The Society for Psychical Research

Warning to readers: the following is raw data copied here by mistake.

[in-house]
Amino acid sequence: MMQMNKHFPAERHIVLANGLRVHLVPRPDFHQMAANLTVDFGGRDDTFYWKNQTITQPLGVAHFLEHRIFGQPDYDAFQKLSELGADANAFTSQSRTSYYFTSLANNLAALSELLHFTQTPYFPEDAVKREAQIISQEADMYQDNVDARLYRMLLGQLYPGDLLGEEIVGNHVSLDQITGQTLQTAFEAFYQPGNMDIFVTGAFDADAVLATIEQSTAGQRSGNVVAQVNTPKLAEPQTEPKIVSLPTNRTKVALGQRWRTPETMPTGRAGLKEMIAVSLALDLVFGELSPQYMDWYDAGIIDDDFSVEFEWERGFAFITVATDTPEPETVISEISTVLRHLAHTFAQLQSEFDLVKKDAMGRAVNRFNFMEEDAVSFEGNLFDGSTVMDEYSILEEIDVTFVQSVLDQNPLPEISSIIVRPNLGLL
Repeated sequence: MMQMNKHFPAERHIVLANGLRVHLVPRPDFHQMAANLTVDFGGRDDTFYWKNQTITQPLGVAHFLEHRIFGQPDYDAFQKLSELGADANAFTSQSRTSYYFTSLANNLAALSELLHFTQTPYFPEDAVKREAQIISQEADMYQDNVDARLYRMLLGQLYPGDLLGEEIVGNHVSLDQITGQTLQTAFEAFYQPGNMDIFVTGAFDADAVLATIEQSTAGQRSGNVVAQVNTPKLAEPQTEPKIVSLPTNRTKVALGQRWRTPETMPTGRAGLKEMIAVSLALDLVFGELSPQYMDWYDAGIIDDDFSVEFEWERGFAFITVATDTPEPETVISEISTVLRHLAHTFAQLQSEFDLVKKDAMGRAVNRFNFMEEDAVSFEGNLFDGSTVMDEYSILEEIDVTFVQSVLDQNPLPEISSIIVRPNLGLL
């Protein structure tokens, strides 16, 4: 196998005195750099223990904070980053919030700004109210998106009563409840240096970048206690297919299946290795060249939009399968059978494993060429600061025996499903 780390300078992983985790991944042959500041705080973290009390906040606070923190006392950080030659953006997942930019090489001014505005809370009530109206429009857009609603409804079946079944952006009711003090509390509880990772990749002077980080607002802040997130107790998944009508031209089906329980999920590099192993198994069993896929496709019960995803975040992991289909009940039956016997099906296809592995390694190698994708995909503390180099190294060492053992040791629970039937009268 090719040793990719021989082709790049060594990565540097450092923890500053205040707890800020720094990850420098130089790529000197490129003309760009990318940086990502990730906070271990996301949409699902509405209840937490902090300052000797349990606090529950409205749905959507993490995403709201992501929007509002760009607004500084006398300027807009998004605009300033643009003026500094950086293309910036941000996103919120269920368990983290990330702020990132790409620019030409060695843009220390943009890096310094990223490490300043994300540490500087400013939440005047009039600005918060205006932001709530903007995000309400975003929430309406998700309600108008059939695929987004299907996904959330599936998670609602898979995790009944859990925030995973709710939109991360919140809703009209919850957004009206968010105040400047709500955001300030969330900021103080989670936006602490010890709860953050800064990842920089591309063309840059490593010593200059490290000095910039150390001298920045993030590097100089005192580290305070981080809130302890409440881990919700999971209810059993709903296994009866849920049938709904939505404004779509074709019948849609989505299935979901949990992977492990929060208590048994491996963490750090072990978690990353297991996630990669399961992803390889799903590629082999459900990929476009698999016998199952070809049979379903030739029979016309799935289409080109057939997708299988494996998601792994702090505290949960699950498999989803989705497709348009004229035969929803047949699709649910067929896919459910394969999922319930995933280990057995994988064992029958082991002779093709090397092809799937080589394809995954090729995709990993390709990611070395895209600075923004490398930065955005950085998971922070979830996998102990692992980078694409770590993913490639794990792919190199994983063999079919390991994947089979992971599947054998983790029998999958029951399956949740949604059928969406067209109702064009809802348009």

Following the rapid spread of modern spiritualism in Britain in the 1850s and 1860s, rationalist groups and circles of friends with an investigative bent and ambitions to the ‘scientific method’ had sprung up, chiefly interested in investigating the veracity of the marvellous phenomena emanating from the spiritualist séances. In Britain social clubs and learned groups such as the Ghost Society (founded in Cambridge, 1851–c.1860s), the Phasmatological Society (founded in Oxford, 1879–1885), and the Ghost Club (founded in London, 1882–1936) examined – in varying degrees of formality and application – accounts of ghost-seeing, haunting and spiritualistic phenomena: yet these private groups were strongly elitist and conversational in character, did not operate on a dedicated or widespread basis, and lacked the organisational will to approach the whole area of the supernatural and the ‘occult’ with an open mind in partnership with the spiritualists, the scientific community, and the wider public. The activities of the Psychological Society of Great Britain (PSGB), which was established by Edward William ‘Serjeant’ Cox in 1875, represented a major shift in this situation. The PSGB met about twice a month to discuss the scientific investigation of psychology (by which was meant abnormal psychology and what would be called ‘psychical research’), and its founding membership included important and respectable figures such as Richard Francis Burton, William Crookes, W. Stainton Moses and Frederic W.H. Myers.